"Men's Movement" Backlash

Letter to columnist Jim Meek regarding his column entitled, "Men's movement types need professional help"
By Peter Davison

Dear Jim Meek,
I was just cleaning out my "men" binder and came across an October 1991 clipping of your thoughts that, " Men's movement types need professional help".
I am a founding member of the Men for Change group in Halifax so I am naturally interested in the media and public response "men's movements" receive. It's curious to me how there appears to be a backlash especially within our gender to the mytho-poetic aspects of the so labeled "men's movement." The bibles of "success" for men, namely Esquire and GQ, are perhaps understandably threatened by our challenge to the lies that our self esteem is dependant on what we "do" what we own or how far up the corporate ladder we've managed to scramble. I am both amused and saddened by their scathing and perhaps desperate attempts to justify the power man image by defeating all challengers with witty words in the safety of their glossy pages.
I can't include you with that gang as I feel know you through your column and in my assumption of your sensitivity to women's concerns. I am still unsure what motivates your October article.
I have welcomed the novelty to sit and talk with men about real things other than sports and finances. We talk about work, intimate relationships, parenting and yes our fathers. I suppose in a broad sense we are all in need of "professional help" because we feel rejection or misuse our power or have fears in our relationships. The affirming thing is that this, as I have come to realize once we share openly and honestly, is felt in common by other men.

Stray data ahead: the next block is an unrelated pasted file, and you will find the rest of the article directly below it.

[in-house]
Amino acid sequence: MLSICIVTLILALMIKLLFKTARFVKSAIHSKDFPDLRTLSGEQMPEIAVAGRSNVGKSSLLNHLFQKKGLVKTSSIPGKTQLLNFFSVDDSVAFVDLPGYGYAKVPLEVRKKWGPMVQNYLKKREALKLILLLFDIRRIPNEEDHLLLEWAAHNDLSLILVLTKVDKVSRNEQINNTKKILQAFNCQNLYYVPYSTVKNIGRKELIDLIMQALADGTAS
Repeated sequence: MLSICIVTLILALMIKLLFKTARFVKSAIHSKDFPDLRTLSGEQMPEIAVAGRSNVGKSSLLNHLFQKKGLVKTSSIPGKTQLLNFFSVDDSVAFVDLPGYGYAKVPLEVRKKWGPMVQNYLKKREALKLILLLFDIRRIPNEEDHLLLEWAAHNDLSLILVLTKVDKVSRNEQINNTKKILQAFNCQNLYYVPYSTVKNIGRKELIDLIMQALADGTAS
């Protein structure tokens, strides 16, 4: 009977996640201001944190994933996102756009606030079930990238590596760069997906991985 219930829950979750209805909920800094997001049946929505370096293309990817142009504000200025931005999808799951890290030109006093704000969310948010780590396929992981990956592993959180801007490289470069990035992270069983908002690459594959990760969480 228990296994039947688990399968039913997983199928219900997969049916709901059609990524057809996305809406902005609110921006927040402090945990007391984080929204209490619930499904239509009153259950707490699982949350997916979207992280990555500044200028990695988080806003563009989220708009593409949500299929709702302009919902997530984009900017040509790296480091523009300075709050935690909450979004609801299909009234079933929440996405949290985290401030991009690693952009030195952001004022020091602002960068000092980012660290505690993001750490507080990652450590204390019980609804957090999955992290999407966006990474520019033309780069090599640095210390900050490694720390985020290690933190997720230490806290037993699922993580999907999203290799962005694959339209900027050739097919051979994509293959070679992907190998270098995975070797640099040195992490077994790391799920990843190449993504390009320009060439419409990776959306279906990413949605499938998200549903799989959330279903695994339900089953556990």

It was an honest surprise to me having distinctly joined the group as a nonviolence activist for peace and the environment. However once we started to explore the Montreal Massacre I realized sexism and violence really have a person is political dimension that extend into the deeper roots of what it means to be socialized male.
I hope the article enclosed by Michael Kaufman says things a little clearer than I can. Our group is planning to meet with him during his commitment to speak at the Sexuality Conference, June 5-7 at MSVU, in case your interested.
I have only begun to explore some thoughts churned up by your article. I haven't even mentioned the work we are doing with the Halifax County School Board to develop class programs on masculinity and violence. Once we figured out the role of mentors in our lives it seems ever more important to speak to young men. Heck, Arnold Swartzenegger tells them about being male so why shouldn't we.

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